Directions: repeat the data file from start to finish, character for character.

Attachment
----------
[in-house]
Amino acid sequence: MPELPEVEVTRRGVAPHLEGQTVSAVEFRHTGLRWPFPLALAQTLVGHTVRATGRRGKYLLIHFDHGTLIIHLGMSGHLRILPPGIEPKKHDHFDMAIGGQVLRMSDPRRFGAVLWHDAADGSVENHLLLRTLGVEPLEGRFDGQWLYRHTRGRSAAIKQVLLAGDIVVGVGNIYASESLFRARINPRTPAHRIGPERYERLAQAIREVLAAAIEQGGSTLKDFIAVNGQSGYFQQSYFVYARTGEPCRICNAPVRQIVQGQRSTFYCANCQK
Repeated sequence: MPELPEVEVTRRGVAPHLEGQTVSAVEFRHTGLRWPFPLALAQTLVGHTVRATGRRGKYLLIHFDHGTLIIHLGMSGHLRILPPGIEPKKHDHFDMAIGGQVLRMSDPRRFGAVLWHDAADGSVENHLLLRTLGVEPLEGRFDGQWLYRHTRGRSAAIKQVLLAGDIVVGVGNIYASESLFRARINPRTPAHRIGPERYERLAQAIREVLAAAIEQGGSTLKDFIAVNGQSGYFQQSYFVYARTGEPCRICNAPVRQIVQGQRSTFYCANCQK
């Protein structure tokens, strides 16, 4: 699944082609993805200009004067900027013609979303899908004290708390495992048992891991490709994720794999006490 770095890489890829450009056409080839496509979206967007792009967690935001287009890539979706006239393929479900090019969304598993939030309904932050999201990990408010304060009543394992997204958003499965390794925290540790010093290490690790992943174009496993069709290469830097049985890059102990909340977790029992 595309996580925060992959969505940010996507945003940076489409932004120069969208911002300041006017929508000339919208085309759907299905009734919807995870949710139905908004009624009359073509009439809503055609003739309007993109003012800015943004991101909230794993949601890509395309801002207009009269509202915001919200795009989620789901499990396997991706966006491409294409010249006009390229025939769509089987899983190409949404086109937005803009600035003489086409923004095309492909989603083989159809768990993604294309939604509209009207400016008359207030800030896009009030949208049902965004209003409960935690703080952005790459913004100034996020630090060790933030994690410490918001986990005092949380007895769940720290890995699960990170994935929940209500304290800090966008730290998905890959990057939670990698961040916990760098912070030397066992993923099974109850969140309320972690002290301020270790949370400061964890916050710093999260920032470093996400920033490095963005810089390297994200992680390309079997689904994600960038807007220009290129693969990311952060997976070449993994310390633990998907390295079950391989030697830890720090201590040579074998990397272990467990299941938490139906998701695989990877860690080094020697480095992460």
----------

[in-house]
Amino acid sequence: MPELPEVEVTRRGVAPHLEGQTVSAVEFRHTGLRWPFPLALAQTLVGHTVRATGRRGKYLLIHFDHGTLIIHLGMSGHLRILPPGIEPKKHDHFDMAIGGQVLRMSDPRRFGAVLWHDAADGSVENHLLLRTLGVEPLEGRFDGQWLYRHTRGRSAAIKQVLLAGDIVVGVGNIYASESLFRARINPRTPAHRIGPERYERLAQAIREVLAAAIEQGGSTLKDFIAVNGQSGYFQQSYFVYARTGEPCRICNAPVRQIVQGQRSTFYCANCQK
Repeated sequence: MPELPEVEVTRRGVAPHLEGQTVSAVEFRHTGLRWPFPLALAQTLVGHTVRATGRRGKYLLIHFDHGTLIIHLGMSGHLRILPPGIEPKKHDHFDMAIGGQVLRMSDPRRFGAVLWHDAADGSVENHLLLRTLGVEPLEGRFDGQWLYRHTRGRSAAIKQVLLAGDIVVGVGNIYASESLFRARINPRTPAHRIGPERYERLAQAIREVLAAAIEQGGSTLKDFIAVNGQSGYFQQSYFVYARTGEPCRICNAPVRQIVQGQRSTFYCANCQK
């Protein structure tokens, strides 16, 4: 699944082609993805200009004067900027013609979303899908004290708390495992048992891991490709994720794999006490 770095890489890829450009056409080839496509979206967007792009967690935001287009890539979706006239393929479900090019969304598993939030309904932050999201990990408010304060009543394992997204958003499965390794925290540790010093290490690790992943174009496993069709290469830097049985890059102990909340977790029992 595309996580925060992959969505940010996507945003940076489409932004120069969208911002300041006017929508000339919208085309759907299905009734919807995870949710139905908004009624009359073509009439809503055609003739309007993109003012800015943004991101909230794993949601890509395309801002207009009269509202915001919200795009989620789901499990396997991706966006491409294409010249006009390229025939769509089987899983190409949404086109937005803009600035003489086409923004095309492909989603083989159809768990993604294309939604509209009207400016008359207030800030896009009030949208049902965004209003409960935690703080952005790459913004100034996020630090060790933030994690410490918001986990005092949380007895769940720290890995699960990170994935929940209500304290800090966008730290998905890959990057939670990698961040916990760098912070030397066992993923099974109850969140309320972690002290301020270790949370400061964890916050710093999260920032470093996400920033490095963005810089390297994200992680390309079997689904994600960038807007220009290129693969990311952060997976070449993994310390633990998907390295079950391989030697830890720090201590040579074998990397272990467990299941938490139906998701695989990877860690080094020697480095992460």